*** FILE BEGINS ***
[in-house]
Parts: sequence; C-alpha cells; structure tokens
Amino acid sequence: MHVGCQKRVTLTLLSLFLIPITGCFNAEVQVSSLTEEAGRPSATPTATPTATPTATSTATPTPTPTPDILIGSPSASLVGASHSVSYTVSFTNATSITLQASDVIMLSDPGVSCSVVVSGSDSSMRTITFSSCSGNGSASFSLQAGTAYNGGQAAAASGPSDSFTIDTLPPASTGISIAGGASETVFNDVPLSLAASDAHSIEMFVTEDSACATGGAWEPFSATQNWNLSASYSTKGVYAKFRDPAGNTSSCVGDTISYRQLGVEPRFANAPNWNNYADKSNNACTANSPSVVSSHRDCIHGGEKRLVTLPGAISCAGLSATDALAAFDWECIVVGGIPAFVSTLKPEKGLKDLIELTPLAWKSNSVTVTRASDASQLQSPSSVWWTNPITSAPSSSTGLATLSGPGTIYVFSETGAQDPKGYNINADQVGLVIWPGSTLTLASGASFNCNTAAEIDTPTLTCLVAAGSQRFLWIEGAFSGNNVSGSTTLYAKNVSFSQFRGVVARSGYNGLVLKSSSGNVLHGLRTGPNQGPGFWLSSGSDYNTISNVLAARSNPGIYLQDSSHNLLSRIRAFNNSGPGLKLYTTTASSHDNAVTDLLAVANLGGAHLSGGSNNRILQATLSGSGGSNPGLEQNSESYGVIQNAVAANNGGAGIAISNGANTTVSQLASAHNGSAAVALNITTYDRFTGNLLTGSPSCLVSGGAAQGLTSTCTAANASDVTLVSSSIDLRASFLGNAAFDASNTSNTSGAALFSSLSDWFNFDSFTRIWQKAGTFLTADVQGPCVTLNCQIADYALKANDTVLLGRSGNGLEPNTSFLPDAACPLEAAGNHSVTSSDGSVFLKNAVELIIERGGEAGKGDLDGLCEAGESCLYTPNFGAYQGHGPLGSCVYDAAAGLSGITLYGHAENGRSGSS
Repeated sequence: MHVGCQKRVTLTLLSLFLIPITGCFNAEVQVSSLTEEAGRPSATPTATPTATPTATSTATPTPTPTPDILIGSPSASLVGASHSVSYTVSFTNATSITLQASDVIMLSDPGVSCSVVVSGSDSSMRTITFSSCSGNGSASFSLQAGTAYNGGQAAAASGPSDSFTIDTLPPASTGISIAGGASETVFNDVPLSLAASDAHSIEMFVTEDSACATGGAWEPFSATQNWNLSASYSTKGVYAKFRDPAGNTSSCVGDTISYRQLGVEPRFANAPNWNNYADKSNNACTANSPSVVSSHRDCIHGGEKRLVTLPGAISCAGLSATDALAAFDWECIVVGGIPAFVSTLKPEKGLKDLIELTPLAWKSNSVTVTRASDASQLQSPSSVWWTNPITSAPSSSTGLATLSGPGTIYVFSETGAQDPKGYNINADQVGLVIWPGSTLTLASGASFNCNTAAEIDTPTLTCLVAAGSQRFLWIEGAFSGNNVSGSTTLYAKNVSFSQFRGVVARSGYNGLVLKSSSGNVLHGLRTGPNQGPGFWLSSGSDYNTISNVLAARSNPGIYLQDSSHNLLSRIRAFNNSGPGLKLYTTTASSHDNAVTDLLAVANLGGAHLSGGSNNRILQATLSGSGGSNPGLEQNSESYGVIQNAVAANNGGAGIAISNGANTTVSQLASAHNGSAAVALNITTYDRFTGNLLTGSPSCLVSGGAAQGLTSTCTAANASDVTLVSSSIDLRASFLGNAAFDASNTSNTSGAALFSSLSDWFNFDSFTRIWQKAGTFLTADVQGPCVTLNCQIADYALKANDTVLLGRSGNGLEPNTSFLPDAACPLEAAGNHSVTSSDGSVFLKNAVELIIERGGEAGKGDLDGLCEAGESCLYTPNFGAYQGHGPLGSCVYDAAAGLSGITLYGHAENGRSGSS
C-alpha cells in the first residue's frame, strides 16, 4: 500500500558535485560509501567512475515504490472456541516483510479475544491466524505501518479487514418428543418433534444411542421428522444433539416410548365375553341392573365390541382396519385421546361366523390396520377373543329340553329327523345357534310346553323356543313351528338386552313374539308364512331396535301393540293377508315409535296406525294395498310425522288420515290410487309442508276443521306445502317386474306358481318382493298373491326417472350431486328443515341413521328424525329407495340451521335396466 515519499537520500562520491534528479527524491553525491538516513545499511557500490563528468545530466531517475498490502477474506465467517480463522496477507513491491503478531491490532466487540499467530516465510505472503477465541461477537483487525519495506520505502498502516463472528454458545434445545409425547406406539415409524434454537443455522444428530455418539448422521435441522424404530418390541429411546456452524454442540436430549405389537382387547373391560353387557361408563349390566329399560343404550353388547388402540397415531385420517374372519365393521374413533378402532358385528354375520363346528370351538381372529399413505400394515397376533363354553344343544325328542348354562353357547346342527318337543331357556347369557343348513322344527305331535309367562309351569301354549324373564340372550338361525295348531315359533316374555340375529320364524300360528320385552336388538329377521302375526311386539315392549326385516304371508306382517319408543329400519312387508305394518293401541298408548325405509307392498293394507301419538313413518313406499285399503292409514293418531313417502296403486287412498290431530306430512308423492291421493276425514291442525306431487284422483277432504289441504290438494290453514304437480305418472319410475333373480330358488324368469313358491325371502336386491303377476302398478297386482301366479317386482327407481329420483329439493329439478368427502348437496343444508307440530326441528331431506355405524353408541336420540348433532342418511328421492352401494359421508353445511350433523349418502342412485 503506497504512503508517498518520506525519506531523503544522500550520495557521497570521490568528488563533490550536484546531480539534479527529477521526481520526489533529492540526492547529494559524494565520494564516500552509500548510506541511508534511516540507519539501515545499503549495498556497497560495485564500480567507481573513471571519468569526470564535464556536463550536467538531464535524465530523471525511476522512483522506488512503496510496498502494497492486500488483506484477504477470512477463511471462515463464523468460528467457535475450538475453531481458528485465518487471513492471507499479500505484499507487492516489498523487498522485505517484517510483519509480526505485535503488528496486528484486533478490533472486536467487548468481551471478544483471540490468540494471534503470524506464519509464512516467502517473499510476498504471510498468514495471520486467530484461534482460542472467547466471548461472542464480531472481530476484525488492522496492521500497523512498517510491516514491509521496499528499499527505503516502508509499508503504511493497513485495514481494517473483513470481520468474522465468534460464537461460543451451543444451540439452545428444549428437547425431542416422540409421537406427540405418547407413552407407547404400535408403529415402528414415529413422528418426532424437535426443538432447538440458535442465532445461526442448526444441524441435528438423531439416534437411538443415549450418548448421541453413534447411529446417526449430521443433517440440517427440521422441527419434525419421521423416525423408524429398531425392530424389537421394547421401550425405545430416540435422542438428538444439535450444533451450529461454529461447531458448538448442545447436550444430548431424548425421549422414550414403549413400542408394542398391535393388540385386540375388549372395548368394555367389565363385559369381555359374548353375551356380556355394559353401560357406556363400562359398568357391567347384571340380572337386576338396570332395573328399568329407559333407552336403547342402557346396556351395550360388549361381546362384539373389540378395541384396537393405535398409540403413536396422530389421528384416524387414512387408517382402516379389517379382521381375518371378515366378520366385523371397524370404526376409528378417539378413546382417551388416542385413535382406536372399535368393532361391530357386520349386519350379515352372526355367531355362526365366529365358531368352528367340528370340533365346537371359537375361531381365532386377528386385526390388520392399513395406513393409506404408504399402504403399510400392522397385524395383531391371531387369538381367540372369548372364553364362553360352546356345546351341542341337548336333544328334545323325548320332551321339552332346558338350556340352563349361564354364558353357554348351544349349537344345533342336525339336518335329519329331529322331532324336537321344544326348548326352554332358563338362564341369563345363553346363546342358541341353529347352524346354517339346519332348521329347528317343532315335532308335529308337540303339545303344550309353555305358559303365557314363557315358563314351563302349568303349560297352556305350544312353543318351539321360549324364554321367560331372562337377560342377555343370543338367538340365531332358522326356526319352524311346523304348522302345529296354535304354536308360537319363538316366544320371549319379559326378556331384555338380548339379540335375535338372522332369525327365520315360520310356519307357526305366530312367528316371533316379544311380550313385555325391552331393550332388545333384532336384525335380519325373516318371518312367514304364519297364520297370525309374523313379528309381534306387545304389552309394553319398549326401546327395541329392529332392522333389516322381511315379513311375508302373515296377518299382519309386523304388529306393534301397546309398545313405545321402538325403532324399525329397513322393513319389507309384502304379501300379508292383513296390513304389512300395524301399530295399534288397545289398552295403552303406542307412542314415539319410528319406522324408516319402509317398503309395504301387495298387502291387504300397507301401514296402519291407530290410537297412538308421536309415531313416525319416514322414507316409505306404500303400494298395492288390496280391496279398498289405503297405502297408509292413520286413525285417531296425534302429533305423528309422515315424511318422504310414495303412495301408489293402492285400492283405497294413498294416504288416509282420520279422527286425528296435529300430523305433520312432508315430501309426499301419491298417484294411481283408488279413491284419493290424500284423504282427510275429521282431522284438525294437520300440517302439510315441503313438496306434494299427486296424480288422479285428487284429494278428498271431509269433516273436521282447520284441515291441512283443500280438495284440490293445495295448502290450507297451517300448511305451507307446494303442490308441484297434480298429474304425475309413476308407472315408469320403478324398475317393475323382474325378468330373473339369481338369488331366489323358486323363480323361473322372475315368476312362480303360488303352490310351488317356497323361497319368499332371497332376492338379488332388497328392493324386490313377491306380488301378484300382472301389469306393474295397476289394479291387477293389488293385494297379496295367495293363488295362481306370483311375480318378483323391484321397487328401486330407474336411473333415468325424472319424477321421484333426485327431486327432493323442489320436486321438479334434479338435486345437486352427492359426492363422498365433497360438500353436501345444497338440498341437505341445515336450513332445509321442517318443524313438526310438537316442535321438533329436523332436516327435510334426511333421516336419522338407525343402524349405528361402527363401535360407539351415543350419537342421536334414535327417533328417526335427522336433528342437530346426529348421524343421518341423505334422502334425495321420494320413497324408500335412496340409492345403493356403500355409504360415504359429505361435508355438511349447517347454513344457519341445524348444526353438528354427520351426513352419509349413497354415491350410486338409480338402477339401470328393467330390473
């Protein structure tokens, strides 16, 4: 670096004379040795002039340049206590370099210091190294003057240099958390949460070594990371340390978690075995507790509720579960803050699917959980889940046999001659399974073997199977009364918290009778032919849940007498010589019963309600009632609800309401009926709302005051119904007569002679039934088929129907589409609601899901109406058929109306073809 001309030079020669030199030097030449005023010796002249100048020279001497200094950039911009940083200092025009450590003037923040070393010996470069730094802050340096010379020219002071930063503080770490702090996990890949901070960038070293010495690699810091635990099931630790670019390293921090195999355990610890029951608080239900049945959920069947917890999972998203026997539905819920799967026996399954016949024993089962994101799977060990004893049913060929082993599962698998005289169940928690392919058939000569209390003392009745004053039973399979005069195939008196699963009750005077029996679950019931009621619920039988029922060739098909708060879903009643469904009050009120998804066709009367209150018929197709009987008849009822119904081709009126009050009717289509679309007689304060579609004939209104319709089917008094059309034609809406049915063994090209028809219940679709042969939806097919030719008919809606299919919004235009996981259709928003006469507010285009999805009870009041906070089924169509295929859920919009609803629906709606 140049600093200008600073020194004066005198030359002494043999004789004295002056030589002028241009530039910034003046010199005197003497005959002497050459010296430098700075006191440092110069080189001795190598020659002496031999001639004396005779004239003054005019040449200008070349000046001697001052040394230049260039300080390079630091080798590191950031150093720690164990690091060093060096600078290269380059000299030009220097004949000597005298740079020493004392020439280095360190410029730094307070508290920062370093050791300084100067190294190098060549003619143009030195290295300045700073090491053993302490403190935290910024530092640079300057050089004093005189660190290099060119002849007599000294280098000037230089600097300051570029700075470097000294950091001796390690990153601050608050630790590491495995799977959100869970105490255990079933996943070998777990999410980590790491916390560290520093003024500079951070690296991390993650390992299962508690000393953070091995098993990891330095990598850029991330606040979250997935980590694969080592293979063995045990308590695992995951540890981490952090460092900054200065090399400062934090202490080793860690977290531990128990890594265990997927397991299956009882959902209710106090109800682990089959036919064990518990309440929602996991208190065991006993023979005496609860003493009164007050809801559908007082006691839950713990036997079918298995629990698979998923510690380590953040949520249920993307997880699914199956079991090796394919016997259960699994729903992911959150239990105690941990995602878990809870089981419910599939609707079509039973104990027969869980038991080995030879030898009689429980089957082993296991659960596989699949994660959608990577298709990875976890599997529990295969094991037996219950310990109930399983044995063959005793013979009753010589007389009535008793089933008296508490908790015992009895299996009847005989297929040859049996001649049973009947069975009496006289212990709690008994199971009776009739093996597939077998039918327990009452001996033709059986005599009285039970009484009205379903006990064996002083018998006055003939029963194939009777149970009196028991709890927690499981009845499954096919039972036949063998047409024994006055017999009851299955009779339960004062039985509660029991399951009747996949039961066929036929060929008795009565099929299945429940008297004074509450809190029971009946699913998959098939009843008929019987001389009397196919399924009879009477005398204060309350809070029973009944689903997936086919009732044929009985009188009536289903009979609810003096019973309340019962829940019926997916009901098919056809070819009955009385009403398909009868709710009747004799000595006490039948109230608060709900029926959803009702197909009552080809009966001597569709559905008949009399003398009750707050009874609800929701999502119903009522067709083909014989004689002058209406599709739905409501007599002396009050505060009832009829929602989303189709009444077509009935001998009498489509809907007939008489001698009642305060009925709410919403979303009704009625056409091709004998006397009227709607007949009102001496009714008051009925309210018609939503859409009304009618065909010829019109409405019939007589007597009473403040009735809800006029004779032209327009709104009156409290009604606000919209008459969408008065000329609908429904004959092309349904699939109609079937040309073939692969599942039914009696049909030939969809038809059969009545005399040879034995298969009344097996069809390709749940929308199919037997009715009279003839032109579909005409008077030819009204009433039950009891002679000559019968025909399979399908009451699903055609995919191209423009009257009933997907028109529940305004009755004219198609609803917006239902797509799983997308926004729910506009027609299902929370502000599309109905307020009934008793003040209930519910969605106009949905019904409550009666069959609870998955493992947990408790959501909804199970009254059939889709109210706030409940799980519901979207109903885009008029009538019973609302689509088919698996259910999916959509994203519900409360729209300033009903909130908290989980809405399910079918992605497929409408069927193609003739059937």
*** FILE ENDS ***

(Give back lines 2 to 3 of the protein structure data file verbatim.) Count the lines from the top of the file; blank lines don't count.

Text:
Parts: sequence; C-alpha cells; structure tokens
Amino acid sequence: MHVGCQKRVTLTLLSLFLIPITGCFNAEVQVSSLTEEAGRPSATPTATPTATPTATSTATPTPTPTPDILIGSPSASLVGASHSVSYTVSFTNATSITLQASDVIMLSDPGVSCSVVVSGSDSSMRTITFSSCSGNGSASFSLQAGTAYNGGQAAAASGPSDSFTIDTLPPASTGISIAGGASETVFNDVPLSLAASDAHSIEMFVTEDSACATGGAWEPFSATQNWNLSASYSTKGVYAKFRDPAGNTSSCVGDTISYRQLGVEPRFANAPNWNNYADKSNNACTANSPSVVSSHRDCIHGGEKRLVTLPGAISCAGLSATDALAAFDWECIVVGGIPAFVSTLKPEKGLKDLIELTPLAWKSNSVTVTRASDASQLQSPSSVWWTNPITSAPSSSTGLATLSGPGTIYVFSETGAQDPKGYNINADQVGLVIWPGSTLTLASGASFNCNTAAEIDTPTLTCLVAAGSQRFLWIEGAFSGNNVSGSTTLYAKNVSFSQFRGVVARSGYNGLVLKSSSGNVLHGLRTGPNQGPGFWLSSGSDYNTISNVLAARSNPGIYLQDSSHNLLSRIRAFNNSGPGLKLYTTTASSHDNAVTDLLAVANLGGAHLSGGSNNRILQATLSGSGGSNPGLEQNSESYGVIQNAVAANNGGAGIAISNGANTTVSQLASAHNGSAAVALNITTYDRFTGNLLTGSPSCLVSGGAAQGLTSTCTAANASDVTLVSSSIDLRASFLGNAAFDASNTSNTSGAALFSSLSDWFNFDSFTRIWQKAGTFLTADVQGPCVTLNCQIADYALKANDTVLLGRSGNGLEPNTSFLPDAACPLEAAGNHSVTSSDGSVFLKNAVELIIERGGEAGKGDLDGLCEAGESCLYTPNFGAYQGHGPLGSCVYDAAAGLSGITLYGHAENGRSGSS